Art at work: Alessandro Pessoli, Untitled, 1999,
Photo: Lee Mawdsley, London

For a time the visitor dives into this shell full of art and becomes part of this living network. I very much like this image as a way of understanding the exhibition, for in the Deutsche Bank art indeed functions like a motor or a pumping heart.

A heart in heartless times? Against a background of record unemployment figures and the Hartz IV reforms, many a bank employee and also member of the public might ask if it makes sense to present the collection's works in such a elaborate setting. Is there any truth in such criticism?

At first sight such criticism is of course understandable, but in the final analysis it is beside the point. Many visitors will of course ask why we are investing in such an exhibition in times like these. But once debates of this nature start, it is nevertheless astounding how rapidly calls for radical cuts in expenditures for culture are voiced—as if giving up our commitment to culture would make people's jobs any the safer. But precisely the opposite is the case. The network formed by the collection is no more limited to the four walls of the bank than is its commitment to art. Our acquisitions of art by young artists supports a whole art market that exists on both a global and a local level. This is to the benefit of not only artists, curators, art galleries, art fairs and the media but also a whole range of trades and professions that are indirectly connected to art and culture. Our commitment to art also has a positive effect on job security within the bank, for it helps to foster good customer relations and to facilitate new business connections. Many customers share our interest in art and are very happy to do business with a cosmopolitan concern that values creative thought. Spontaneous conversations and encounters lead to long-term business relations, for a commitment to art is seen as a guarantee of sustainability.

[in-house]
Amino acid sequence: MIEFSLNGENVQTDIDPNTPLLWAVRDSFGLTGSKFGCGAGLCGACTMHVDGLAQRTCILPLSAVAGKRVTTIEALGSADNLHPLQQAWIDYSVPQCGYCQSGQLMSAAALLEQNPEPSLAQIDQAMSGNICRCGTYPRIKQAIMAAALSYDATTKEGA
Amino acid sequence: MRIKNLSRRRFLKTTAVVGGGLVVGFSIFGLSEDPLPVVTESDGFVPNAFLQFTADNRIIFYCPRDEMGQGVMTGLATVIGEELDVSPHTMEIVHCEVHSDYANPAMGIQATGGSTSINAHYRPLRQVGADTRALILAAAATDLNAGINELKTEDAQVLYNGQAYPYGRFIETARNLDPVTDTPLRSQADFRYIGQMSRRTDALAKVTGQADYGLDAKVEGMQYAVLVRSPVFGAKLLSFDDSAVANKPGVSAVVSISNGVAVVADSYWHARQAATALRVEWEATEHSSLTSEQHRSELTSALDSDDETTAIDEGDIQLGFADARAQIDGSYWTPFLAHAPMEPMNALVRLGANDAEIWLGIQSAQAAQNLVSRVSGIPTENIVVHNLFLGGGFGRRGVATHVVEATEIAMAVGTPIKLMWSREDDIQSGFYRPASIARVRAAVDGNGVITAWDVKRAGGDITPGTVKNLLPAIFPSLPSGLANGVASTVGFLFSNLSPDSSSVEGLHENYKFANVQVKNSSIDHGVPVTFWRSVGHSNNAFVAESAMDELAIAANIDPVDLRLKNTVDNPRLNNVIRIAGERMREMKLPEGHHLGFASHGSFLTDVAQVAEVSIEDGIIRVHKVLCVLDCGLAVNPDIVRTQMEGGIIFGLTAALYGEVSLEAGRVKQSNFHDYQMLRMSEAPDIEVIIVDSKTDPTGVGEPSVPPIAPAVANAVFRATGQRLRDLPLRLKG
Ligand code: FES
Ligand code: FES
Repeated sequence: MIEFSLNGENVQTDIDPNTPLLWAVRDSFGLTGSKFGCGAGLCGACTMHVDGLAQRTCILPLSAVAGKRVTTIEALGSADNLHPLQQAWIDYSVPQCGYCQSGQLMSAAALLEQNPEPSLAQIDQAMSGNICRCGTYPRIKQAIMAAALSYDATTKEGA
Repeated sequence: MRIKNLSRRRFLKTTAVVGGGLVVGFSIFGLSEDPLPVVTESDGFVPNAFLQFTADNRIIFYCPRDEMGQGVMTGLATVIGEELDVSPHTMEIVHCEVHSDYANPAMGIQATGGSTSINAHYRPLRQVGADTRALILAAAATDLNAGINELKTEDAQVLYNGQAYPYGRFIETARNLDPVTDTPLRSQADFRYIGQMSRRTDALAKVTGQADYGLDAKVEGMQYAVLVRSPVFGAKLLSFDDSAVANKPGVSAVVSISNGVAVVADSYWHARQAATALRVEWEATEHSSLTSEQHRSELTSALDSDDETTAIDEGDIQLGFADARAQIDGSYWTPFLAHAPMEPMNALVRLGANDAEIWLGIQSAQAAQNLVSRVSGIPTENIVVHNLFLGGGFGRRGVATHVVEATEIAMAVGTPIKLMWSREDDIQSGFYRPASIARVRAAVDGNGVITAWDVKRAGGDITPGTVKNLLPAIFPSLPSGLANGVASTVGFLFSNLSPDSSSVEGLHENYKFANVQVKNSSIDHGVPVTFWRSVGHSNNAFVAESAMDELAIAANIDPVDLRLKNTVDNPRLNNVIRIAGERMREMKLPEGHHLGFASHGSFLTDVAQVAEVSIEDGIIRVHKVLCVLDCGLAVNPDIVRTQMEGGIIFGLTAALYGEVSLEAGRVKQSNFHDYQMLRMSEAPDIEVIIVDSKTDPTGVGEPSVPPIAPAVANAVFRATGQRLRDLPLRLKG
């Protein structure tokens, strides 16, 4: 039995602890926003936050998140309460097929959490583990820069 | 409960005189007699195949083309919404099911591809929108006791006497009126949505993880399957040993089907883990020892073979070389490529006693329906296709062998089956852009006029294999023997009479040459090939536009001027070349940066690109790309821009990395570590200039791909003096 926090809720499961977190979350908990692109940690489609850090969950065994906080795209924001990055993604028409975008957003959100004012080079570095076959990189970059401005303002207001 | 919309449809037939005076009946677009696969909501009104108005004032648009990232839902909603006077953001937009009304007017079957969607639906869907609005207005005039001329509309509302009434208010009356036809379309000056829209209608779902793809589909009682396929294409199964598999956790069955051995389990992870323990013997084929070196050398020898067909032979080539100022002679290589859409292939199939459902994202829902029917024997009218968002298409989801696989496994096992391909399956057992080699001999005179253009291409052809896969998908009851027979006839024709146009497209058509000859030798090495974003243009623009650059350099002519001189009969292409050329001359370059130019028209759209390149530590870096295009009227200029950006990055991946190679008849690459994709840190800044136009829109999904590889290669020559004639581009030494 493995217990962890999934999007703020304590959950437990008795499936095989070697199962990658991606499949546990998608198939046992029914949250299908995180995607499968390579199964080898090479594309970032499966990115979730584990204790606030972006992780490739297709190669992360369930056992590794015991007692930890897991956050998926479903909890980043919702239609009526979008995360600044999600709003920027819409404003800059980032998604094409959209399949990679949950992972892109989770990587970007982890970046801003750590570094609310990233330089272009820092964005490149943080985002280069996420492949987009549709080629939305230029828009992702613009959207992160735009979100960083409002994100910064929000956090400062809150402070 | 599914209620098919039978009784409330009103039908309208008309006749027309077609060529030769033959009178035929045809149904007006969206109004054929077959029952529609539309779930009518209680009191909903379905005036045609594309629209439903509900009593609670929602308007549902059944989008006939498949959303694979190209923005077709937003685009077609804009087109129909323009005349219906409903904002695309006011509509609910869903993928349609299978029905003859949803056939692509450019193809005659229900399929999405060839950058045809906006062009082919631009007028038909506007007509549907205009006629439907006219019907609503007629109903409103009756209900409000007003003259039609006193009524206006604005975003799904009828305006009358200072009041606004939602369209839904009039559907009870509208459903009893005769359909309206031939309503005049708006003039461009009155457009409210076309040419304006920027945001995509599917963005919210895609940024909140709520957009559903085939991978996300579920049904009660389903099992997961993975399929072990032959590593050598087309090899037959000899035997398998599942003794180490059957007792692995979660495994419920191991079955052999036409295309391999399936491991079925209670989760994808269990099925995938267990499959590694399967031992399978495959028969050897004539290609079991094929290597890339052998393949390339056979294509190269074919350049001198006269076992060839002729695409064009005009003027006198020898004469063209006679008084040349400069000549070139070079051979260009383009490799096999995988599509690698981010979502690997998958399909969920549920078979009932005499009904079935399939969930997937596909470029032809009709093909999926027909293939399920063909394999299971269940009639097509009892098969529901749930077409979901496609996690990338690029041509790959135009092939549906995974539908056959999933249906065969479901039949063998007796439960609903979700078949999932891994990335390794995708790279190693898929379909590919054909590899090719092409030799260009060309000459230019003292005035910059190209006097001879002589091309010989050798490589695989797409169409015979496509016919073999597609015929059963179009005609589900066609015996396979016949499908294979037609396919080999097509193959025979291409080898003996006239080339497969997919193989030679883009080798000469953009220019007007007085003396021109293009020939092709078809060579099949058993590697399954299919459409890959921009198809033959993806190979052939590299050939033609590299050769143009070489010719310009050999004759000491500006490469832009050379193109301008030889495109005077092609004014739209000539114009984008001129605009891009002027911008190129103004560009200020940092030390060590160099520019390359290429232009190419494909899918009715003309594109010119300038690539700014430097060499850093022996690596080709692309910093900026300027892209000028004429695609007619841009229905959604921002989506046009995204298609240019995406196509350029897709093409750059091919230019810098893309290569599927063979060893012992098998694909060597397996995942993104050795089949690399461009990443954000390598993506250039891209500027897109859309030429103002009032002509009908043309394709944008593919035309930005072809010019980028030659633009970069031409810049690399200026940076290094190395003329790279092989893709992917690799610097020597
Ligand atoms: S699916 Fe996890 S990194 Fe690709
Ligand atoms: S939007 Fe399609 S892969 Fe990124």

Art at work:
Egon Schiele, Liegendes Mädchen mit roter Bluse, 1908,
Photo: Lee Mawdsley, London

A good example of this was the MoMA in Berlin exhibition, whose chief sponsor was the Deutsche Bank and that was a massive economic success for the whole city of Berlin. The exhibition was initially a financial risk, for nobody knew for sure if visitors would indeed come to it in sufficiently large numbers to cover the costs. But our conviction that it is worth taking risks for art — and also worth facing up to such criticism — has proved to be correct. Giving up art and culture leads to both spiritual and economic impoverishment.

Art at work: Georg Baselitz, Graben, 1970,
Photo: Lee Mawdsley, London

How does the theme of the "25" anniversary exhibition reflect this conviction?

An important goal of our anniversary exhibition is to demonstrate the social and economic relationships within which art is produced, communicated and collected — to show how art and culture is networked with all aspects of life. We cannot talk about our own hopes and cares without considering people from other cultures who have a different way of looking at the world. The goal of the collection was from the very beginning to make such connections clear, and thus over the years the art in the bank has been the occasion of often bitter debate. If today we yearn for solid values by which to live, for security and sustainability, we have to be open to new ideas, to get rid of our prejudices and fear of new contacts. This is a paradoxical situation, for initially one is afraid to strike out in new directions. Especially in a bank, art acts like a catalyst: it make abstract relationships clear without at the same time offering simple solutions to problems. Art is a very reliable seismograph for signalling the present state of society.